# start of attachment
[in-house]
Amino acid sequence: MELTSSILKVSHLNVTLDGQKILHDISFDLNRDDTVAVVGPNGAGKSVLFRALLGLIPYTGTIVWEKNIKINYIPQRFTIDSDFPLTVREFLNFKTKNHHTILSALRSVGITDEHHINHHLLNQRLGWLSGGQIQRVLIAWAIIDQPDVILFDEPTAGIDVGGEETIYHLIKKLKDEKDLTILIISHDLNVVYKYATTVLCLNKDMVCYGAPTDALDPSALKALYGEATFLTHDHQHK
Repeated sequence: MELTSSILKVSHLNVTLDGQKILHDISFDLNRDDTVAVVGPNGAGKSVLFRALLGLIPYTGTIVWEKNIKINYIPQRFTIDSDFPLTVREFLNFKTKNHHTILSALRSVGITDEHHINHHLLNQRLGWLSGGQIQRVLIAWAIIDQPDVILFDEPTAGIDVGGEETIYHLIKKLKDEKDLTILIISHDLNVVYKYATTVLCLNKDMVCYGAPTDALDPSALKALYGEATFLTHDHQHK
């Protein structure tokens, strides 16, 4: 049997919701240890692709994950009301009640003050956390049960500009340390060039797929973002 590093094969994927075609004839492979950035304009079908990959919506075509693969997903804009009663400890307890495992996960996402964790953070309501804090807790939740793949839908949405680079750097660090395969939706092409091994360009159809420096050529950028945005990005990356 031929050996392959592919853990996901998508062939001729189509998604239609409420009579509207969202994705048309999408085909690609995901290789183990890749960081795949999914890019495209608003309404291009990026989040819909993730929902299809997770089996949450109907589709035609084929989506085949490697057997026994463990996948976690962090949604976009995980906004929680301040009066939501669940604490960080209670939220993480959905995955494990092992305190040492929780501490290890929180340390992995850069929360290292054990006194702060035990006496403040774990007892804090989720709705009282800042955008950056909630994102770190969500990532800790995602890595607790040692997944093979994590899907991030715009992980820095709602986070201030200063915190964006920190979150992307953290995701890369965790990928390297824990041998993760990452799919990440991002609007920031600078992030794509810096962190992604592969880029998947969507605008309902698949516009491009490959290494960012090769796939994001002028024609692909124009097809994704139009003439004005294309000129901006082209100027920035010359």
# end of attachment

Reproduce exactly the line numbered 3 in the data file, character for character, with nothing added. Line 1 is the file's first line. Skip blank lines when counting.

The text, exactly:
Repeated sequence: MELTSSILKVSHLNVTLDGQKILHDISFDLNRDDTVAVVGPNGAGKSVLFRALLGLIPYTGTIVWEKNIKINYIPQRFTIDSDFPLTVREFLNFKTKNHHTILSALRSVGITDEHHINHHLLNQRLGWLSGGQIQRVLIAWAIIDQPDVILFDEPTAGIDVGGEETIYHLIKKLKDEKDLTILIISHDLNVVYKYATTVLCLNKDMVCYGAPTDALDPSALKALYGEATFLTHDHQHK